Family of Wheelchair-Bound Man Shot Dead by Wilmington Police Officers Files Lawsuit

WARNING: Some of the videos in this story contain graphic content.

The family of a wheelchair-bound man shot to death by police in Wilmington, Del. last year has filed a lawsuit against the police department.

Video surfaced last fall of the deadly encounter between 28-year-old Jeremy McDole and Wilmington Police officers on Sept. 23. Police met with McDole, who was reported to be armed and suicidal, on the 1800 block of Tulip Street after they responded to a call shortly after 3 p.m. that day of a man possibly suffering from a self-inflicted gunshot wound.

The one-minute-and-19-second-long video, recorded by a witness on a smartphone and posted to YouTube, shows McDole, in his wheelchair, being confronted and eventually shot by police officers.

Multiple gunshots can be heard in the clip. In the aftermath of the shooting, Wilmington Police Chief Bobby Cummings said he believes the officers were justified in using deadly force and that they recovered a .38-caliber handgun at the scene.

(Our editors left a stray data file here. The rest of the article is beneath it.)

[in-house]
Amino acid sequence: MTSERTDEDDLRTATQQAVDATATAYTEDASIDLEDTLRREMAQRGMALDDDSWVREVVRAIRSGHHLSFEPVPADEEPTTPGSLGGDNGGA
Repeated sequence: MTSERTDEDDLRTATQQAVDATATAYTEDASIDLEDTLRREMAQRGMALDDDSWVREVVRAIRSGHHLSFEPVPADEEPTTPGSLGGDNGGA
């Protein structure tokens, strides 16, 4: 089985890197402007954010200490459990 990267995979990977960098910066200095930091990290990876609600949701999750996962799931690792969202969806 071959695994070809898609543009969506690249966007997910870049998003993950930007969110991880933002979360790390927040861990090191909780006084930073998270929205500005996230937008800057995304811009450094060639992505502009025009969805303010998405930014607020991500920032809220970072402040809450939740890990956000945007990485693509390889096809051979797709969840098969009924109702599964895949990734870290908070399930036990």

"The officers perceived what was a threat and they responded and they engaged," Cummings said. Four officers were involved in the shooting, officials said. They were all placed on leave after the shooting. The Delaware Attorney General's Office is continuing to investigate.

McDole's family denies that he was armed and says police did not need to use deadly force against the man. In filing their suit, they said they believe race played a factor in his killing.

"Why couldn't you tase this man out of his wheelchair," asked his sister, Letesha Green, in the days after the shooting. "Why couldn't you use rubber bullets to get him out of the wheelchair?"

Richard Smith, of the NAACP of Wilmington, said on Thursday as the McDole's family announced their suit that the police used excessive force.

"They shot this man so many times, his body raised out of the chair," Smith said.

Tim Crumplar, the family's attorney, said McDole never posed a threat to the officers.

"There was no threat to them or anybody else," he said. "The only threat that day was to Jeremy McDole, and we know how it ended."

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